Daily News editors are involved in the curation process, manually going into the platform several times a day. “The great thing is that the automation allows that editor to do it very quickly,” said Steve Lynas, senior vice president of Daily News Digital.

Newsroom tool

Although aggregation has helped meet the demand for more content, staff reporters often feel more pressure than ever before to produce more of their own content.

Some news organizations use curation platforms to help journalists stay on top of the endless stream of information in the beats they cover. “The wire” once described actual newswires like the Associated Press; now it describes many sources and types of information on the vast expanse of the Internet. “Editors [using curation platforms] are no longer sifting through the wire, sifting through Google Reader ... and they’re getting a better product in the end,” Goss said.

Reporters can peruse curation platforms to find news, perhaps to produce a piece early on or do a different take on something (or decide to summarize or link to it).

Content curation providers don't suggest that curation should take the place of staff journalists — but it can add to their efforts. “It’s about making editors really hyper-efficient so that their point of view and the value they provide is maintained, but they can really engage at scale,” Goss said.

The amount of curation versus staff content varies by publishers. Some news sites (e.g. Huffington Post) rely heavily on curated content. Among traditional publishers with whom curation is more of a new development, the idea seems to be more about enhancing content than being a full-blown portal.

Lynas said third-party content is useful and important "as a means to make a site deeper and more useful,” particularly when targeting a niche area. With that said, it shouldn't be the “frontline presentation;” the Daily News tries to delineate third-party content from the brand's own content, he said. 

News summaries and links

Producing summaries and/or links still seems to be the most common application of curation software. uses the OneSpot widget to power links to related content both inside and outside its site. “We’re curating content from the Chronicle as well as our collection of Web-only content, whether it's from the blogs or the community as well as outside sources,” said Kevin Skaggs, executive producer at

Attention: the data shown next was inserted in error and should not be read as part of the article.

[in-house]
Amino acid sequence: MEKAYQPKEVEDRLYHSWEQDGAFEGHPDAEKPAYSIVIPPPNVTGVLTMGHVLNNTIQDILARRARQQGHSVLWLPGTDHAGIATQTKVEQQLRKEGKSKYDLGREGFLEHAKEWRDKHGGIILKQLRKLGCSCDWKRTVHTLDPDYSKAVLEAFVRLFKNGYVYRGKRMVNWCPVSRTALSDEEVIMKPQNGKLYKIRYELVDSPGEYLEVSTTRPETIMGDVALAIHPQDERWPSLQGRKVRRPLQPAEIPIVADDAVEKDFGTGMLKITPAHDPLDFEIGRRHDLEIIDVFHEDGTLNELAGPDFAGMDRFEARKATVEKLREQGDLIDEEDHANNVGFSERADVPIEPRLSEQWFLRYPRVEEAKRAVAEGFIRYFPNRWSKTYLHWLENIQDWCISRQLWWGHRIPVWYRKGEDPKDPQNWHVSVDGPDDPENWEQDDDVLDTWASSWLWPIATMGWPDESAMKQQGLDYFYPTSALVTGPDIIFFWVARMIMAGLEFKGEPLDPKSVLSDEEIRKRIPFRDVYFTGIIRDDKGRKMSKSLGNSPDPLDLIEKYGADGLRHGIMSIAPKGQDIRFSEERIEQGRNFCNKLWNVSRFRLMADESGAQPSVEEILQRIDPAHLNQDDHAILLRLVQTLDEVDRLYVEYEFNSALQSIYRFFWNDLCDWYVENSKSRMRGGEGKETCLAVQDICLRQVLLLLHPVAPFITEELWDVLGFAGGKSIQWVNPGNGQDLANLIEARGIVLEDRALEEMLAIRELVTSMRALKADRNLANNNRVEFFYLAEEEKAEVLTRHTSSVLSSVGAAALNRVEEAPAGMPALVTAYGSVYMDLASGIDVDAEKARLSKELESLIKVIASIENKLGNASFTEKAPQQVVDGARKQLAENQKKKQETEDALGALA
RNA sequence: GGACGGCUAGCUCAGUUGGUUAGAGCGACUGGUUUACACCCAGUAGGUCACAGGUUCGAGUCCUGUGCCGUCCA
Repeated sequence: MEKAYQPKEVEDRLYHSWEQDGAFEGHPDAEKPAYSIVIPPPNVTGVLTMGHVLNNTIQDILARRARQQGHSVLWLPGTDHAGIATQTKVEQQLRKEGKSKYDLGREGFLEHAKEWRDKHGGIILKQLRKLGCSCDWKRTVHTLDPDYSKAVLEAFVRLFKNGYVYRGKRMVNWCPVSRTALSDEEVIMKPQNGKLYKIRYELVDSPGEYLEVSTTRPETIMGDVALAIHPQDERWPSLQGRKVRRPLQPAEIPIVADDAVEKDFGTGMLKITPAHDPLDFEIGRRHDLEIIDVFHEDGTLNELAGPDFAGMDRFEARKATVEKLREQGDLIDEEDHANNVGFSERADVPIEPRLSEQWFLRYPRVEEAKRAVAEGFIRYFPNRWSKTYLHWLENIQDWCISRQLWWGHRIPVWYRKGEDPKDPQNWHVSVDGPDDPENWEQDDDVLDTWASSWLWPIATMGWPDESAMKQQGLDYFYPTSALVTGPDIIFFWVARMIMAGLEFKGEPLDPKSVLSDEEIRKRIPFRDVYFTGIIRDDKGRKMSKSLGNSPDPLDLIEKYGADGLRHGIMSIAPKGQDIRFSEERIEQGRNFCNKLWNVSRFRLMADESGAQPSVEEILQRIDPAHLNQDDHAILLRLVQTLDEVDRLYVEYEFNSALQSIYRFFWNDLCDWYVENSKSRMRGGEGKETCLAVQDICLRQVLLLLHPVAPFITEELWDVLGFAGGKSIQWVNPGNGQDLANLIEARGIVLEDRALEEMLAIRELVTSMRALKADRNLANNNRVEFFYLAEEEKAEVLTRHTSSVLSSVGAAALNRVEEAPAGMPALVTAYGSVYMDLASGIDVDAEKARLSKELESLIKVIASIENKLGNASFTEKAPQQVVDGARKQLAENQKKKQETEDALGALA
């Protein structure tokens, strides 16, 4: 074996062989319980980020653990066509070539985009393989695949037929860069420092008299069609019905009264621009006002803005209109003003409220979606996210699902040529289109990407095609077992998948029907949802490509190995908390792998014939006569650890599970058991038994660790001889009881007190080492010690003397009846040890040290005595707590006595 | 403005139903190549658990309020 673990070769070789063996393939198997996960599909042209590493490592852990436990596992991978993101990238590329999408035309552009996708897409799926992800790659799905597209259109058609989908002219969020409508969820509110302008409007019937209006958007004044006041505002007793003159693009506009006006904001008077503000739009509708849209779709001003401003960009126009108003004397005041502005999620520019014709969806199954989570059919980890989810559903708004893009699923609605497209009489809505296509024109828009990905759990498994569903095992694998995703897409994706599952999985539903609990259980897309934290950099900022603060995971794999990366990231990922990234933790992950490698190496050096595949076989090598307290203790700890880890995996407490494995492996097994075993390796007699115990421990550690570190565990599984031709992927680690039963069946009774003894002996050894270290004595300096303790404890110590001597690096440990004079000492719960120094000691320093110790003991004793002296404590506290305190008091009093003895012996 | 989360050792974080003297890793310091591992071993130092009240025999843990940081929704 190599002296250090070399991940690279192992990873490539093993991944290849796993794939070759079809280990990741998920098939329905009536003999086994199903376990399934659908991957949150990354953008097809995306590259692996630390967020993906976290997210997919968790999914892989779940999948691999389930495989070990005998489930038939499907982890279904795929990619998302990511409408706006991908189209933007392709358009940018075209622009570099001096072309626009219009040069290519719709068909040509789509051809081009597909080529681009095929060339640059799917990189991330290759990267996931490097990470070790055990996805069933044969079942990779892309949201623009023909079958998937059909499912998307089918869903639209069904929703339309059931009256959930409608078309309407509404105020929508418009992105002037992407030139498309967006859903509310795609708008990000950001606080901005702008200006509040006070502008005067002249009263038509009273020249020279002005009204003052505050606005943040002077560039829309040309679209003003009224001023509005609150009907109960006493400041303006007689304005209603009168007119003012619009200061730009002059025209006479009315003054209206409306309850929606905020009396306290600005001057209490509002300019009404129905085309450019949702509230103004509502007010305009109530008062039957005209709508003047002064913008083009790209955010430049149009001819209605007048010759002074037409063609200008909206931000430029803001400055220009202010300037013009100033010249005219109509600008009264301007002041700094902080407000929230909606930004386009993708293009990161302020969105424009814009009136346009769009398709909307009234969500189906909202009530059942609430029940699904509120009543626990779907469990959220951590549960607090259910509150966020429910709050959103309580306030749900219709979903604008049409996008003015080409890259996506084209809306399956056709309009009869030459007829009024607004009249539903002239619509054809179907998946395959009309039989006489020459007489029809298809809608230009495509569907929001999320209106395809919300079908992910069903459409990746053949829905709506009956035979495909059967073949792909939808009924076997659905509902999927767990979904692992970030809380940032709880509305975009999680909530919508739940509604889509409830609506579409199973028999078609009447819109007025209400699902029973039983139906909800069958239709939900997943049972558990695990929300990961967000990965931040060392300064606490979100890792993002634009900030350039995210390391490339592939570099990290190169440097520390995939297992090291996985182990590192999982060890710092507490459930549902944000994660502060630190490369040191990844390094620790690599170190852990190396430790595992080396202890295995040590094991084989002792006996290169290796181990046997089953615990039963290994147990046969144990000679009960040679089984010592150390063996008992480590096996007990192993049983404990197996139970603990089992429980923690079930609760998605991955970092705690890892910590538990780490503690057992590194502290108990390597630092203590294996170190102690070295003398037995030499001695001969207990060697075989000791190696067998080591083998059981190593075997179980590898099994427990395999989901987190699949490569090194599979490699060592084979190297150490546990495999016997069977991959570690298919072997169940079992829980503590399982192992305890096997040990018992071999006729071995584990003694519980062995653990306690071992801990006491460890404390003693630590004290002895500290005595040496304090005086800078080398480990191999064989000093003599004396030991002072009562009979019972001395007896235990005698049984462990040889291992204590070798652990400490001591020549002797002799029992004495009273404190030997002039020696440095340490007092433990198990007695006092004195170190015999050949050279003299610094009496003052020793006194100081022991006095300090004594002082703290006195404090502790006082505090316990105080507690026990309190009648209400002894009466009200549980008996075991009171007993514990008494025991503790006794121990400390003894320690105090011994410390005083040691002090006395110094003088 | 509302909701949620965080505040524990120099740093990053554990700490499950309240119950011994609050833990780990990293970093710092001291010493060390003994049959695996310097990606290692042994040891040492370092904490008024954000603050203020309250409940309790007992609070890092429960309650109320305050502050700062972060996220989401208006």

Skaggs noted that newspapers have always curated content; this is just an extension of it on the Web. “Users come to us because we become the place that really packages it all together in the most interesting way,” he said.

Publishers such as The New York Times use curation tools to collect links for both widgets and blogs, using Publish2, which allows journalists to bookmark and publish links with a browser plugin.

Could full syndication be next?

Publish2 recently launched News Exchange, a system that facilitates content exchange among print publishers. Scott Karp, Publish2's CEO, anticipates the product will also facilitate syndication on the Web; he sees interest from online publishers to exchange full content.

In the past, newspapers and magazines were islands to themselves, Karp said. “The whole business model of publishing was based on ‘you control the package,'” he said. “We believe that one of the keys to how the business model evolves is that all of these editorially brands need to become more connected to each other in terms of their business.”

Karp noted that both humans and algorithms can be useful for aggregation/curation strategies. He said a product like News Exchange could be leveraged alongside semantic technology. “It would probably make sense if you do both ― we see them as highly complementary.”

But he emphasizes that real, live editors will continue to be an important differentiator, even as powerful algorithmically generated tools evolve. “Sometimes differentiation comes back to people and what they produce,” he said.